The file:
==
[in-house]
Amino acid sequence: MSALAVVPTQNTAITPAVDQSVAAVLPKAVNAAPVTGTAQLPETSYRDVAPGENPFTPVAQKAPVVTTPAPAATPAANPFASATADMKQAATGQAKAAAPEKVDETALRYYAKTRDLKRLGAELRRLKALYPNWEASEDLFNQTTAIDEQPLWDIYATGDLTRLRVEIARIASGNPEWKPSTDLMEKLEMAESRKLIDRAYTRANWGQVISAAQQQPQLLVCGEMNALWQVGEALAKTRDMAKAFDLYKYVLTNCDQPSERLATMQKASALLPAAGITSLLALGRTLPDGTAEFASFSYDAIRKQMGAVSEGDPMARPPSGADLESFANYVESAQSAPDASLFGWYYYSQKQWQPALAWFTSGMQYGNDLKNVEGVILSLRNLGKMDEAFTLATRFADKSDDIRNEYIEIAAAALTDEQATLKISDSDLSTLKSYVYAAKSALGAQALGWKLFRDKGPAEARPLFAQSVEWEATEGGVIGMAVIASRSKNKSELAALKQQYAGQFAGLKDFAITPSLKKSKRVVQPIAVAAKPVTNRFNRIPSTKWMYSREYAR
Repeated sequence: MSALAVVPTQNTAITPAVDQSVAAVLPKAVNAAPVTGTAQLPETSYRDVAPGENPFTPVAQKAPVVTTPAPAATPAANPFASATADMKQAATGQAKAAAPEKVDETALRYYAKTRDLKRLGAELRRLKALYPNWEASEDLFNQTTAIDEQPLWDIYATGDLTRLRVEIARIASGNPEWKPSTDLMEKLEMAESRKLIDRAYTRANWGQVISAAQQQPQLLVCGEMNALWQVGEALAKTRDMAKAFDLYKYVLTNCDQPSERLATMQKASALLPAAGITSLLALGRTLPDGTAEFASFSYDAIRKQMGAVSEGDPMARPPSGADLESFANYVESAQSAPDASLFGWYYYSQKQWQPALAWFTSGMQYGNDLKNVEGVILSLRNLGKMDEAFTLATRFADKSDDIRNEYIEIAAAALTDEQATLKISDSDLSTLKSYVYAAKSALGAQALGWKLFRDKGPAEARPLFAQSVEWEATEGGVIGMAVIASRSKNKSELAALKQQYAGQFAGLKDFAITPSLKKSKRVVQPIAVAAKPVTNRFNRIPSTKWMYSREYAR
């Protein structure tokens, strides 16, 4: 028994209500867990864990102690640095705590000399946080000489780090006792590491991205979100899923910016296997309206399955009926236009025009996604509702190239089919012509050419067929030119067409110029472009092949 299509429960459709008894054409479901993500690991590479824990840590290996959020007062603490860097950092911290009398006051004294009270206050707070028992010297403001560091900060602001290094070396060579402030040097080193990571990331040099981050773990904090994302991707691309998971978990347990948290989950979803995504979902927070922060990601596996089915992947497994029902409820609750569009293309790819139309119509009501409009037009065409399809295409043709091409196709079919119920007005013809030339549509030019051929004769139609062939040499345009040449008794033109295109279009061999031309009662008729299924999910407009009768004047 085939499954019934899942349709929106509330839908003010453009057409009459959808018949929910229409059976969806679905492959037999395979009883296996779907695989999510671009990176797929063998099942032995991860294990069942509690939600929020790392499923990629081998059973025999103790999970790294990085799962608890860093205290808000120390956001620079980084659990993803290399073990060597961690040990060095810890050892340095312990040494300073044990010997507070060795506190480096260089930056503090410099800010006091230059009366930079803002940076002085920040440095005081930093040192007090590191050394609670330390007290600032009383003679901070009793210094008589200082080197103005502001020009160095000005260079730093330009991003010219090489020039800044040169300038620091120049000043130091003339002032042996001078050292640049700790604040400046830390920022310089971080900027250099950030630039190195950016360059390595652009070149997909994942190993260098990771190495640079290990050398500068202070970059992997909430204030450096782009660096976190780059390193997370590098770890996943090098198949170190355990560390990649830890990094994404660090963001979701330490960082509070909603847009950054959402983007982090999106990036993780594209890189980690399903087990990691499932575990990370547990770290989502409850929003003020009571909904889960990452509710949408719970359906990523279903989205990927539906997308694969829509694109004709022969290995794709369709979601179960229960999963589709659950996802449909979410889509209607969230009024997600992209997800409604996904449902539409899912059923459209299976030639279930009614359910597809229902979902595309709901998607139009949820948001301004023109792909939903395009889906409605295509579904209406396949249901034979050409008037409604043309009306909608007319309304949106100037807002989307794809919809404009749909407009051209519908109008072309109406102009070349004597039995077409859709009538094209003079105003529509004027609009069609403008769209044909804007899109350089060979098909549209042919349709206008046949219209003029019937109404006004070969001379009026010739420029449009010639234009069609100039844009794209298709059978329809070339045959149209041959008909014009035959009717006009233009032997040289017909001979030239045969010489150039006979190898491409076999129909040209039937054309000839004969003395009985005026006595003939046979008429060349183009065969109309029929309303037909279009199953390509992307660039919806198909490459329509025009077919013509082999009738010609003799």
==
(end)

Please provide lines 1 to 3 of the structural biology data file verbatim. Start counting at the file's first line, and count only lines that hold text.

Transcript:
[in-house]
Amino acid sequence: MSALAVVPTQNTAITPAVDQSVAAVLPKAVNAAPVTGTAQLPETSYRDVAPGENPFTPVAQKAPVVTTPAPAATPAANPFASATADMKQAATGQAKAAAPEKVDETALRYYAKTRDLKRLGAELRRLKALYPNWEASEDLFNQTTAIDEQPLWDIYATGDLTRLRVEIARIASGNPEWKPSTDLMEKLEMAESRKLIDRAYTRANWGQVISAAQQQPQLLVCGEMNALWQVGEALAKTRDMAKAFDLYKYVLTNCDQPSERLATMQKASALLPAAGITSLLALGRTLPDGTAEFASFSYDAIRKQMGAVSEGDPMARPPSGADLESFANYVESAQSAPDASLFGWYYYSQKQWQPALAWFTSGMQYGNDLKNVEGVILSLRNLGKMDEAFTLATRFADKSDDIRNEYIEIAAAALTDEQATLKISDSDLSTLKSYVYAAKSALGAQALGWKLFRDKGPAEARPLFAQSVEWEATEGGVIGMAVIASRSKNKSELAALKQQYAGQFAGLKDFAITPSLKKSKRVVQPIAVAAKPVTNRFNRIPSTKWMYSREYAR
Repeated sequence: MSALAVVPTQNTAITPAVDQSVAAVLPKAVNAAPVTGTAQLPETSYRDVAPGENPFTPVAQKAPVVTTPAPAATPAANPFASATADMKQAATGQAKAAAPEKVDETALRYYAKTRDLKRLGAELRRLKALYPNWEASEDLFNQTTAIDEQPLWDIYATGDLTRLRVEIARIASGNPEWKPSTDLMEKLEMAESRKLIDRAYTRANWGQVISAAQQQPQLLVCGEMNALWQVGEALAKTRDMAKAFDLYKYVLTNCDQPSERLATMQKASALLPAAGITSLLALGRTLPDGTAEFASFSYDAIRKQMGAVSEGDPMARPPSGADLESFANYVESAQSAPDASLFGWYYYSQKQWQPALAWFTSGMQYGNDLKNVEGVILSLRNLGKMDEAFTLATRFADKSDDIRNEYIEIAAAALTDEQATLKISDSDLSTLKSYVYAAKSALGAQALGWKLFRDKGPAEARPLFAQSVEWEATEGGVIGMAVIASRSKNKSELAALKQQYAGQFAGLKDFAITPSLKKSKRVVQPIAVAAKPVTNRFNRIPSTKWMYSREYAR